That said, my method may or may not work for you... here's how I do it: I try and position myself so that I can track the object from left to right, simply by pivoting in place. I set up at an appropriate shutter-speed and track the object as it comes in, using, as mentioned, AF-C (or the Canon equivalent) and when the object is at 90 degrees or as close as it can be, that's when I press the button.
     
  8. wfooshee

    wfooshee No longer a newbie, moving up!

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    Faster shutter speed would have frozen the wheels, or at least removed much of the motion blur that implies speed and movement. Her feet will blur but there's no way around that unless she stops pedaling for the shot, which isn't worth trying, in my opinion. Too slow a shutter and you'll pick up her body's vertical motion as she cranks the pedals if she's standing, like this shot. I think this worked well, and you might even go for 1/25 if you want, and see if that brings in too much blur.... You might even try from further back with a longer lens.

    When panning, don't lean into the shot or lean left to right with the motion. You plant your feet and pivot at the hips, and your whole body from hips up is as rigid as possible, as if your hips and shoulders were bolted to some kind of external brace. Don't shift your weight, keep it balanced on both feet, and don't stop pivoting at the shutter press, follow through. Just press the button, don't whack the camera. (Brings to mind the stupid movie bad guys that fire their guns with a throwing motion at the wrist, like throwing the bullets at the targets. Doesn't work with guns, doesn't work with cameras. :) ) Shoot "looser" so you have room to make an effective crop, which lets you address the position in the frame that Derrel mentioned.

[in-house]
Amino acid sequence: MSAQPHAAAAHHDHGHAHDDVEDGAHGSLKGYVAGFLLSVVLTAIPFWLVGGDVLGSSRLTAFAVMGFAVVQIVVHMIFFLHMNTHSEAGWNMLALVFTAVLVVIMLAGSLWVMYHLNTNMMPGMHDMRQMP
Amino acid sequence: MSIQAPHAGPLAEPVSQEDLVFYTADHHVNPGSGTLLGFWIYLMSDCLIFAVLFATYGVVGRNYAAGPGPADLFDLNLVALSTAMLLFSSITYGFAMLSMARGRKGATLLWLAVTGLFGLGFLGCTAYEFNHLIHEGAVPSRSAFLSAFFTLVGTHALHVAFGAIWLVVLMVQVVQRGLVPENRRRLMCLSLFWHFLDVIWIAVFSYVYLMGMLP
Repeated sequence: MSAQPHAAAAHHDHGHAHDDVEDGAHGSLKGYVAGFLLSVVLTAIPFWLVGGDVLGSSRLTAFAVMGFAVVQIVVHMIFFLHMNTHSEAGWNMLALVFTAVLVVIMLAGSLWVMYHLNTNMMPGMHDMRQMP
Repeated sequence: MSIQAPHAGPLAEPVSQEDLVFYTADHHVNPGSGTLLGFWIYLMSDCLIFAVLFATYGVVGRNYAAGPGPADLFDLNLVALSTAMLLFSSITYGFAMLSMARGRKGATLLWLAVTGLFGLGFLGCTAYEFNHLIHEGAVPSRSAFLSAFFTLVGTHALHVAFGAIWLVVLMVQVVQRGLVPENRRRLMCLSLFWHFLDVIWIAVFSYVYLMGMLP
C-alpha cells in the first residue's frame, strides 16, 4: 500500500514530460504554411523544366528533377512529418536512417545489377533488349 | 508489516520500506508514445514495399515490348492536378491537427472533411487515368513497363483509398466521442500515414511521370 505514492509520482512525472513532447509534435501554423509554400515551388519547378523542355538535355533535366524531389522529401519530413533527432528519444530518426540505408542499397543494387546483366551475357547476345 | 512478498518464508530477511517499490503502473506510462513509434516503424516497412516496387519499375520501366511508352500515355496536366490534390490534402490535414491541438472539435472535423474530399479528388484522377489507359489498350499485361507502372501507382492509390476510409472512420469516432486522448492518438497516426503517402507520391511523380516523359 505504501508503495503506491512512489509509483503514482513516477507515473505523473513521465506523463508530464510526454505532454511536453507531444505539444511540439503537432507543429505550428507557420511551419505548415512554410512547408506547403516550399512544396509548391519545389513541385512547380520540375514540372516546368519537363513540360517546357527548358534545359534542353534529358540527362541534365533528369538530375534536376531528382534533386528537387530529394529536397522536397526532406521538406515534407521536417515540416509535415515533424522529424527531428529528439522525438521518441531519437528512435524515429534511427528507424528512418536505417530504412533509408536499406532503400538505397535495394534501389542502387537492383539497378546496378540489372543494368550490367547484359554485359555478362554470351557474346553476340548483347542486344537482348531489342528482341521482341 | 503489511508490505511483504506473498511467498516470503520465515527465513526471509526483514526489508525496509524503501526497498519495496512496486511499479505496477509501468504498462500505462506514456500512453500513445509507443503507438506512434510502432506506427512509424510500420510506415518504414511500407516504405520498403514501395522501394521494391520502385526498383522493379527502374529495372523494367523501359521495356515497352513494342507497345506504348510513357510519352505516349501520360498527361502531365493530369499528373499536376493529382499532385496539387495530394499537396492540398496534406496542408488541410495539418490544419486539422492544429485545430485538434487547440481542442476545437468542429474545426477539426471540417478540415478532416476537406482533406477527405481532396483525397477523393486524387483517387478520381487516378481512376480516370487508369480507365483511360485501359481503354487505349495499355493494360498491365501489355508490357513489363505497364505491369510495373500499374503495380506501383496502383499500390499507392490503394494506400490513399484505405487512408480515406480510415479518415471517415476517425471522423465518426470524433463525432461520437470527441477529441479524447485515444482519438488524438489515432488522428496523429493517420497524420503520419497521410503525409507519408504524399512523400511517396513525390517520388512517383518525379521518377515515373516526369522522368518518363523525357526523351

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  9. nycphotography

    nycphotography No longer a newbie, moving up!

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    You need a slower shutter speed (and steady hand/eye for tracking the subject).

    1/40 is seldom, unless you're tracking ballistic missiles, slow enough to get the true panning/blurring effect.

    I have a couple examples... but in every case shutter speed was more like 1/16 or 1/4 even.

    I often ended up stacking on ND filters as even fully stopped down at the slowest ISO, I still couldn't get a slow enough shutter speed.
     
    Last edited: Oct 14, 2015
  10. nycphotography

    nycphotography No longer a newbie, moving up!

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  11. nycphotography

    nycphotography No longer a newbie, moving up!

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    [​IMG]

    This one was 1/8s @ f/22.

    For this one, she made 4 or 5 passes (again and again) and I mashed the button on continuous frames each time until the buffer was full.

    I got ONE frame that where it all worked out. the other 50 or 60 -> la poubelle.
     
  12. nycphotography

    nycphotography No longer a newbie, moving up!

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    in your original image... I imagine the challenge with focus is that she's moving closer as she tracks across... so the focal depth changes.

    best fix for that 1) being fully stopped down and reasonably far away
    and 2) expecting that panning will almost always yield blurry images.

    The only real fix for the blurry is a trailing curtain flash to pop the subject in place at the end of the motion.